across Europe. To date, Nissan is behind the installations of 200 Quick
Chargers, both at dealers and strategic locations, and plans to triple
this figure over the next 12 months. Customer
peace of mind has also been increased with a new comprehensive warranty
plan for the batteries. As well as covering the batteries against
defects in materials and workmanship for five years/100,000 kms, they
will be covered by a 'State Of Health' clause which covers gradual
capacity loss. Over
time, lithium-ion batteries lose a percentage of their capacity, a
natural phenomenon. But should battery life reduce quicker than
anticipated over the same warranty period it will either be repaired or
replaced. One
significant change to the 2013 Nissan LEAF is the move to producing the
car in three different locations: North America, Europe and Japan. In
Europe, production will start shortly in Sunderland in the UK, where
LEAF will be sharing the line with Qashqai and joining Note and Juke. At
the same time, the high-tech lithium-ion batteries are already being
produced at a new facility nearby on the Sunderland site. "By sourcing Nissan LEAF and
its batteries in Europe, we are underlining our faith not just in the
ability of the Sunderland facility to build our most technically
advanced car, but also in the fact that electric vehicles can be
considered a genuine alternative to conventionally powered vehicles,"
said Willcox. "In its two years on sale, the global success of Nissan
LEAF has shown that electric vehicles offer viable everyday transport
for people with a typical daily commute."And
with an ever-expanding network of Quick Chargers linking cities across
Europe and improvements we have made to battery life and LEAF's
drivetrain, the traditional 'range anxiety' issue put forward by some of
the nay-sayers as a reason not to go electric will soon be a
non-starter," he added. As well producing no CO2
at the point of use, the lack of tailpipe emissions extends to zero NOx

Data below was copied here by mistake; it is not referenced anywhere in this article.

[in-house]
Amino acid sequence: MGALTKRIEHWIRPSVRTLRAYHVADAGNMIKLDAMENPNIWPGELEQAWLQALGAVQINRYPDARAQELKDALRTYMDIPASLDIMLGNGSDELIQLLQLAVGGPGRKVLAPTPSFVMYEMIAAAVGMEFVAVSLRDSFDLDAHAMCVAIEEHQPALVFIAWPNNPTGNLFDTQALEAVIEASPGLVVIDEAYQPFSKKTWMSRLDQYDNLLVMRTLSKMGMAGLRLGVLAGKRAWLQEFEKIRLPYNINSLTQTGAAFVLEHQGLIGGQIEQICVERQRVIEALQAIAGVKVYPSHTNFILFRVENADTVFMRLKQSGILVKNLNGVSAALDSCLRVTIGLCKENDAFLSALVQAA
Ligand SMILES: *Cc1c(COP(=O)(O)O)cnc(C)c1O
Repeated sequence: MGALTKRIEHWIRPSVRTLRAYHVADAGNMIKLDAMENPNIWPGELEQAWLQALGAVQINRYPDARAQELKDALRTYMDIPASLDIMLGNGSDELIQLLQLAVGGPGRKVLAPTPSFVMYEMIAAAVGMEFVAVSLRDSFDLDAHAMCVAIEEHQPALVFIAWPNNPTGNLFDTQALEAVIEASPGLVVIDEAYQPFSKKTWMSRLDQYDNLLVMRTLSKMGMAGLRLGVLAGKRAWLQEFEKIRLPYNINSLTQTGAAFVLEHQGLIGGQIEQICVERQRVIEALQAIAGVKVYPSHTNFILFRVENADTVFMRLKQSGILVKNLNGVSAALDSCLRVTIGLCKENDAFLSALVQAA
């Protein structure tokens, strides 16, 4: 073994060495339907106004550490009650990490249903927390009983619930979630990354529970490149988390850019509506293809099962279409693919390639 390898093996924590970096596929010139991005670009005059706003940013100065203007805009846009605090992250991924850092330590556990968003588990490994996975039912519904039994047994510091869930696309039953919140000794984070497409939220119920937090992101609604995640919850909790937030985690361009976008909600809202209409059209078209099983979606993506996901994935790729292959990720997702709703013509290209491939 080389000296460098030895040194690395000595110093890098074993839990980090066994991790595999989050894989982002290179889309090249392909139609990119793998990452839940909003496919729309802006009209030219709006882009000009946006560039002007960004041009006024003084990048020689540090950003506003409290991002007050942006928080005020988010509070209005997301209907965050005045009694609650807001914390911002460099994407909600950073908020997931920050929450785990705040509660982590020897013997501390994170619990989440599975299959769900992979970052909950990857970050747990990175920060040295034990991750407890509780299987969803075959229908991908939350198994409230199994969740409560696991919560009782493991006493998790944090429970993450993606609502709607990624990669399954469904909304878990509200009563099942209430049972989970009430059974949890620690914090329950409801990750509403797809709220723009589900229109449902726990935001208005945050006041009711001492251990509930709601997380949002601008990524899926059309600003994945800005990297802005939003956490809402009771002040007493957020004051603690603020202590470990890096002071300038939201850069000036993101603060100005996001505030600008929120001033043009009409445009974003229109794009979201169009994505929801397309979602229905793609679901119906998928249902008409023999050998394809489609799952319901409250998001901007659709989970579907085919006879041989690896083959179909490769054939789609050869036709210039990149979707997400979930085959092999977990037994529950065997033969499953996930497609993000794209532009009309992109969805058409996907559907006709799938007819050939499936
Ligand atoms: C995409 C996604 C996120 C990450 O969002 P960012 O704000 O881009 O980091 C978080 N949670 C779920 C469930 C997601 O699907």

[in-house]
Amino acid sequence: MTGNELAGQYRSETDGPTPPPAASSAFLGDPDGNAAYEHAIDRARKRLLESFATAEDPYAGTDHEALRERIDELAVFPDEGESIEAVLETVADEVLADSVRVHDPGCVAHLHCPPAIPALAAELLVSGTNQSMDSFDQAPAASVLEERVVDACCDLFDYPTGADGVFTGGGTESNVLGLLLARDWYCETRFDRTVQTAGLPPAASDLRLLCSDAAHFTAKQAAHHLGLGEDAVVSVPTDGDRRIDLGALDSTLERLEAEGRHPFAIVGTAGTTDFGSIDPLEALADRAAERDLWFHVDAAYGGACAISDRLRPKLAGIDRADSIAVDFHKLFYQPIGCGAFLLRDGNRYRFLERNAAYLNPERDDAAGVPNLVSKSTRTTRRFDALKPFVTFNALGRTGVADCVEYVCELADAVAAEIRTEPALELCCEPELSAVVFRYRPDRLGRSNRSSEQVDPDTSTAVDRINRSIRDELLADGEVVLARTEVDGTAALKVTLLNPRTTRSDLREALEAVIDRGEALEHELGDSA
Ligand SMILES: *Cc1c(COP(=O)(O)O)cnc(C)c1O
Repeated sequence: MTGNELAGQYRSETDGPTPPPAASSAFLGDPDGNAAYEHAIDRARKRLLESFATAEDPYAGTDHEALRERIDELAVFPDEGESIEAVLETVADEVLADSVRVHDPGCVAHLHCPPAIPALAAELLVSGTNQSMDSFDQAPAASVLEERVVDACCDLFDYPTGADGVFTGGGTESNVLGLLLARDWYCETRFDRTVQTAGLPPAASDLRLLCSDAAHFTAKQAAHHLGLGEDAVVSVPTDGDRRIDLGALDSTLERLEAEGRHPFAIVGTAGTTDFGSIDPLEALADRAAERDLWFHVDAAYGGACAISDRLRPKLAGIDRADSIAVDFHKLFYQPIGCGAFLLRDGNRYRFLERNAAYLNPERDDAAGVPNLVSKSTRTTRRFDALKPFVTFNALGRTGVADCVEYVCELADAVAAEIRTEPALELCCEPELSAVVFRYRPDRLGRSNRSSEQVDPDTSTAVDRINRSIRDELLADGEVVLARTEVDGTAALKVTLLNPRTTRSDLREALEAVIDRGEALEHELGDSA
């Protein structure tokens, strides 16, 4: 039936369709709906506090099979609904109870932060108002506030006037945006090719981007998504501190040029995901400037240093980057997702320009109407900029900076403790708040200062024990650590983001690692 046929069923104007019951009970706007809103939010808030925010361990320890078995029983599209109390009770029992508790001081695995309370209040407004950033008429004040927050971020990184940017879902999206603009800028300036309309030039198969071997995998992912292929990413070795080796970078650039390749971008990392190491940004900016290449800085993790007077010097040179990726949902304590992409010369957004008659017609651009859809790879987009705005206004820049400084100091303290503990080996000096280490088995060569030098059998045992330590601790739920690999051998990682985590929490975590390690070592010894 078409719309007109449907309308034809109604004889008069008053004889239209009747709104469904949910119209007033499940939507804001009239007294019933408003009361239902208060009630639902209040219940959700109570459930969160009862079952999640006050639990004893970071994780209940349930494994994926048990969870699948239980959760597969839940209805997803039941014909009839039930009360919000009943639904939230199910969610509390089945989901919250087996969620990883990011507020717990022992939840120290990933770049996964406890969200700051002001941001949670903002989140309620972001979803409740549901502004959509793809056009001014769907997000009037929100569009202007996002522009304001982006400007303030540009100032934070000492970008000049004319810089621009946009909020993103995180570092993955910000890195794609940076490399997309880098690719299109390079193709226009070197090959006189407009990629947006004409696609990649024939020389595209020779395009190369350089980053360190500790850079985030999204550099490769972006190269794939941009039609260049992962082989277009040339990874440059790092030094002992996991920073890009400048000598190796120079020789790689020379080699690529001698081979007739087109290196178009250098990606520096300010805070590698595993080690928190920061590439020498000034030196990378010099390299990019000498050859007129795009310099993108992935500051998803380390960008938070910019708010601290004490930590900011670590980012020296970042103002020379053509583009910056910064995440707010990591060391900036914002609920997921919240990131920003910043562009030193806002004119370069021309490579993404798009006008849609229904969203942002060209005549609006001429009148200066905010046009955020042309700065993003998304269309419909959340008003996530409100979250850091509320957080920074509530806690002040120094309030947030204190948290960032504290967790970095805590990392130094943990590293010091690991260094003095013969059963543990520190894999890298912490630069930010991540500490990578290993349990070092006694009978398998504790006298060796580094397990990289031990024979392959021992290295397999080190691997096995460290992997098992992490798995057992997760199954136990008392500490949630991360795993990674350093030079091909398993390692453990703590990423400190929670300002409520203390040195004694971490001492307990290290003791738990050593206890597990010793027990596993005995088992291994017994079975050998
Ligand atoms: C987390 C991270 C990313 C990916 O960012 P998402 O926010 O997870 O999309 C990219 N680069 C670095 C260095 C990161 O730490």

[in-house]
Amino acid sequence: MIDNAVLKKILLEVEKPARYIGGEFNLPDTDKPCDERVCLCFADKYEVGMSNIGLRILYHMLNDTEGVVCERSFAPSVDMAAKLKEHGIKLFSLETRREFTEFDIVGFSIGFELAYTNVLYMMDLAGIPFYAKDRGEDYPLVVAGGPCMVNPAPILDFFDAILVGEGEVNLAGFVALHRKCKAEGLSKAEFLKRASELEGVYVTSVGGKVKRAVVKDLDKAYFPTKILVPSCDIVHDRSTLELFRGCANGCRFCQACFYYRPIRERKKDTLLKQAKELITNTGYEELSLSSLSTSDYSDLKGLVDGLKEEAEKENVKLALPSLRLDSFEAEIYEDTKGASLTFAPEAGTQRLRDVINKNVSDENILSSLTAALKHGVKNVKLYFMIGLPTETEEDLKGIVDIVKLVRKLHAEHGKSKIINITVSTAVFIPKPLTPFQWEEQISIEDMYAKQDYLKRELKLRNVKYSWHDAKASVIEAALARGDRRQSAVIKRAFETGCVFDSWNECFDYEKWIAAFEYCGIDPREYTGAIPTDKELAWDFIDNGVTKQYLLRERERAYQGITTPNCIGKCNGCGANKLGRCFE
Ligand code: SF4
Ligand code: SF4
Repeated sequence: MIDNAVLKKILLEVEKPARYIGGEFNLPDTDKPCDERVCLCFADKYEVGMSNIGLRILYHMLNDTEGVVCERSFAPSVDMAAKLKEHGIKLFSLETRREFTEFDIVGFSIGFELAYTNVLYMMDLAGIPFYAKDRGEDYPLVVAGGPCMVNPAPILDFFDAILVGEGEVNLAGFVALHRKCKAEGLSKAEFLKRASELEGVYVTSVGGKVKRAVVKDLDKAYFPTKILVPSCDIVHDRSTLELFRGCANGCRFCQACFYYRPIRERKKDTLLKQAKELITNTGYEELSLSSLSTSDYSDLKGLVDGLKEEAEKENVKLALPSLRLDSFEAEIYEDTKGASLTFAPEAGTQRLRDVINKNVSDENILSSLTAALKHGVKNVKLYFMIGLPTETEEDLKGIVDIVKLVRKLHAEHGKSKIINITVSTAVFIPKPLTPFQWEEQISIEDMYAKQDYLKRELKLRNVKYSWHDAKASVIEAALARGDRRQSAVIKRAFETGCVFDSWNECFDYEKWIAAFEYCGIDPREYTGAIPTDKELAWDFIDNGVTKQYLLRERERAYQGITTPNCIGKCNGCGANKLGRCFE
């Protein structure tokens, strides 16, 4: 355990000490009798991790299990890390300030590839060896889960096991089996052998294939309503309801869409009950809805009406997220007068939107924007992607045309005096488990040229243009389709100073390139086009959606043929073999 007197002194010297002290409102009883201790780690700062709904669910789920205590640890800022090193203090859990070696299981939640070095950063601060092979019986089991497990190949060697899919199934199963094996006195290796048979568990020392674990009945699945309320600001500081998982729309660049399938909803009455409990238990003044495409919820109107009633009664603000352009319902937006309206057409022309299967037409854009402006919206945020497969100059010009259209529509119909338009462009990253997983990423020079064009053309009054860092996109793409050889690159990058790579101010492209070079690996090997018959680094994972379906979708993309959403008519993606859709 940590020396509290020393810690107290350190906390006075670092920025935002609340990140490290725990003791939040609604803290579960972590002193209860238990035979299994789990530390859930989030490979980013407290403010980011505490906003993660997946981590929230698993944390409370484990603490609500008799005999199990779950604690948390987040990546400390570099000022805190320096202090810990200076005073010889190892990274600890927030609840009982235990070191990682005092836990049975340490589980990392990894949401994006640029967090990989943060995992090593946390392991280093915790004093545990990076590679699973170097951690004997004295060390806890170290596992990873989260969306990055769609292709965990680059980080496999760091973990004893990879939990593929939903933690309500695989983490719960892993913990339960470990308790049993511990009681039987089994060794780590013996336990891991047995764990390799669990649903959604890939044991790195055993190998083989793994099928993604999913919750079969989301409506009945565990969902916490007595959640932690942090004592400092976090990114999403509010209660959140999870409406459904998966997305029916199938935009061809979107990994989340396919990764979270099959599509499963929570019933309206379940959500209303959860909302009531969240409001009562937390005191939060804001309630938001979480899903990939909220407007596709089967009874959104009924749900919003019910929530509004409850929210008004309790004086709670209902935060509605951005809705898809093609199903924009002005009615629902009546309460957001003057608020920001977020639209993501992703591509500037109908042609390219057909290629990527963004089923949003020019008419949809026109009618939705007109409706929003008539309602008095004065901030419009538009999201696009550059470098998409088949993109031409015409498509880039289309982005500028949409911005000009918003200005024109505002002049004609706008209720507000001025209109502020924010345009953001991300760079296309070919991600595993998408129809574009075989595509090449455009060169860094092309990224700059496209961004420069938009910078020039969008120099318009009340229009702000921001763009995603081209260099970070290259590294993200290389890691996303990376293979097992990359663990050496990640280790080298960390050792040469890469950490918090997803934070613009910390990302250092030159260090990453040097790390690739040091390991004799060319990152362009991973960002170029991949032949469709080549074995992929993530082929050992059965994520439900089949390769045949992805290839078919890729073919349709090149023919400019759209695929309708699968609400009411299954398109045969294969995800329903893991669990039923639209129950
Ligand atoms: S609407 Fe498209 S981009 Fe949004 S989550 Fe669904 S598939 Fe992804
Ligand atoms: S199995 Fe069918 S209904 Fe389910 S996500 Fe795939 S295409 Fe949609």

and particulate emissions. All are detrimental to health and many
municipalities are working hard to reduce them to avoid EU fines.New
LEAF, which goes on sale in Europe in the middle of 2013, marks an
important milestone in Nissan's global zero-emission leadership. It will
soon be joined by pure electric versions of the award-winning NV200, to
be called e-NV200, in both light commercial van and seven-seat combi
versions. Development is also underway on a dedicated EV taxi based on
the e-NV200. An Infiniti EV is expected in 2015. THE NEW LEAF IN DETAIL Technical:New fully integrated powertrainEnhanced ride and handling with chassis tuned for EuropeExtended real-world driving rangeFaster charging optionEnhanced technology and more driving modes Exterior:Revised grille for improved aerodynamicsNew range of wheelsExtended colour palette Interior:New more supportive seatsNew environmentally friendly seat fabricsLeather trim now availableMore luggage spaceMore equipment, including Around View MonitorThree trim levels At
first glance, the new LEAF appears to have changed very little from the
multi-award winning original. But the breadth and depth of the changes
mean, to all intents and purposes, it is a new car. It is more
comfortable and roomier than before and even better to drive. It will go
further on a charge than before and, depending on the market, it can be
charged in half the time, too. "The
comprehensive improvements we have made to this pioneering car
reinforce its unique character: unexpected, smart, accessible and
progressive," said Paul Willcox. Together the changes underline and
enhance the innovation and excitement delivered by the original.
Excitement is ensured by the biggest technical change - a new, fully
integrated powertrain that brings the charger assembly, inverter and the
motor together for the first time. Now
assembled together as a single stack, the new powertrain is again based
around a high-response 80kW AC synchronous motor powered by